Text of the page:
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April 9, 2012

Don't Tell a Soul



Don’t Tell a Soul by David Rosenfelt
Mystery/Thriller
2008 St. Martin’s Press
Finished 3/24/12
Rating: 2/5 (Fair)





Publisher’s Blurb:

He was the only eyewitness. Tim Wallace’s wife was killed in a boating accident several months ago—and one New Jersey cop is sure he did it. He didn’t. But even if the police eventually clear his name, he’ll never get over this terrible tragedy.

But the truth is still out there… It’s New Year’s Eve. Tim’s buddies convince him to go out for the first time since his wife’s death. They’re at a local pub when, just before midnight, a drunken stranger approaches Tim—and asks him a compelling question. “Can you keep a secret?”

Soon the man confesses to a months-old murder—even offering as proof the location of the woman’s body. “Now it’s your problem.” He says to Tim before walking away. When the man turns out to have been telling the truth, Tim’s life goes from bad to worse as he is put under the microscope again by the cops—and this time they’re not giving up. But neither is Tim: He is the only one who can figure out what’s really going on—and who murdered his wife…


Meh.

I began Don’t Tell a Soul while holed-up in Hawaii during one of the worst rainstorms the island of Kauai has ever seen. I was immediately drawn into this stand-alone thriller, falling for every red herring tossed into the mix. The fast pace and wry wit were initially appealing, but after a few chapters, I began to grow weary of Rosenfelt’s corny dialogue. I considered tossing the book in the DNF pile, but decided to stick with it; I was hooked just enough so that I wanted to see who was framing Tim. And why.

I had such high hopes for this author! The cheesy writing and one-dimensional characters had me shaking my head in disbelief. I was under the impression that he was another Dennis Lehane or Harlan Coben. I’m hopeful that this disappointment is just a fluke and that his Andy Carpenter series is more polished, peopled with more likeable characters and involves more realistic plots. I know SuziQ is a huge fan of the series and she and I usually enjoy the same sort of books. We shall see!


David Rosenfelt is an Edgar and Shamus Award nominee. In addition to his thrillers, he is the author of nine novels featuring lawyer Andy Carpenter, most recently One Dog Night. He and his wife live in California with their twenty-seven dogs, mostly golden retrievers that they have rescued through the Tara Foundation.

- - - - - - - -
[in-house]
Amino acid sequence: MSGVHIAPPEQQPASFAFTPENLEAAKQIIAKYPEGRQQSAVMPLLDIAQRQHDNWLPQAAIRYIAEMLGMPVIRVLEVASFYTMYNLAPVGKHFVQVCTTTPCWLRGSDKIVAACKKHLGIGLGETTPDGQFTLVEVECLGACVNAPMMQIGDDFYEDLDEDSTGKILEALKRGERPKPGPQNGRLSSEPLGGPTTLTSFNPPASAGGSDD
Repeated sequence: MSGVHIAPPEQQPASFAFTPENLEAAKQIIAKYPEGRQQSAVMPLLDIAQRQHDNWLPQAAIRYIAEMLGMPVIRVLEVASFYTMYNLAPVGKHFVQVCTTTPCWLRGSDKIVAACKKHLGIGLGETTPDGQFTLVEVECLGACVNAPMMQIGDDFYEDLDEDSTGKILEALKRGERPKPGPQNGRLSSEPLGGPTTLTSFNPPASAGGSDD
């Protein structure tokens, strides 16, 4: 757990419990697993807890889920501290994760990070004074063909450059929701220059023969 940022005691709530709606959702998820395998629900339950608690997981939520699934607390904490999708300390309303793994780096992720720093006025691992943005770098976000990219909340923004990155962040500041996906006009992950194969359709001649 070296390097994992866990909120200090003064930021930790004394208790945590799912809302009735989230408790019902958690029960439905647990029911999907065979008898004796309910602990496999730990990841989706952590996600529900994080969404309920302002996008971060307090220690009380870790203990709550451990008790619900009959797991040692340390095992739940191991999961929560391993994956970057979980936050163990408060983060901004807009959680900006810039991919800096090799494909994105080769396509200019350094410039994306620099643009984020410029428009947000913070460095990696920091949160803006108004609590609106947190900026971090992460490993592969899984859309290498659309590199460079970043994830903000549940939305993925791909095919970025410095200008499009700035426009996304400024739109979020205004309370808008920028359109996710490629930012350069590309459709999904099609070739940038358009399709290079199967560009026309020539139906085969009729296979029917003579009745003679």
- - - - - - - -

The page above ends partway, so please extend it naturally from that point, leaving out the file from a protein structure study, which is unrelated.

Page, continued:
6 comments:

  1. Oh no! I just got one of his books last week.

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  2. Don't give up on Rosenfelt!!! I recently read a standalone of his and didn't really enjoy it; however, I think his series with Andy Carpenter is terrific. And it is Coben-esque.

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  3. I haven't read this one but I do know of one other fan of the Andy Carpenter series who thought this one was disappointing. Andy is certainly not literary type mysteries but he's still a lot of fun. I've shifted to audio for the last couple of books in that series and I'm a convert to Grover Gardner's reading of them. I have heard that the first couple on the series are abridged in audio but not the rest of them.

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  4. Corny dialogue is a killer for me! You should treat yourself with something decadent for making it through this one!

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  5. I like the Andy Carpenter books because they're a riot, but they're definitely not literary. Maybe he's just not your cuppa.

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  6. Kathy - If it's one in his Andy Carpenter series, I think you're safe. This was a stand-alone.

    Joy - I won't give-up on him. I have a couple from his Andy Carpenter series that I'm anxious to try. No worries. :)

    SuziQ - Thanks for the heads-up. I don't care for abridged books, so I'll be sure to read the first in the series. I have First Degree and Play Dead in my stacks. Off to FantasticFiction.com to double-check on the order in the series...

    Staci - Is wine and dark chocolate decadent enough?! :) I'm currently reading a FANTASTIC thriller, so all is good again in my reading world.

    Nancy - Oh, I'll give his others a try. I'll just stay away from the stand-alones.

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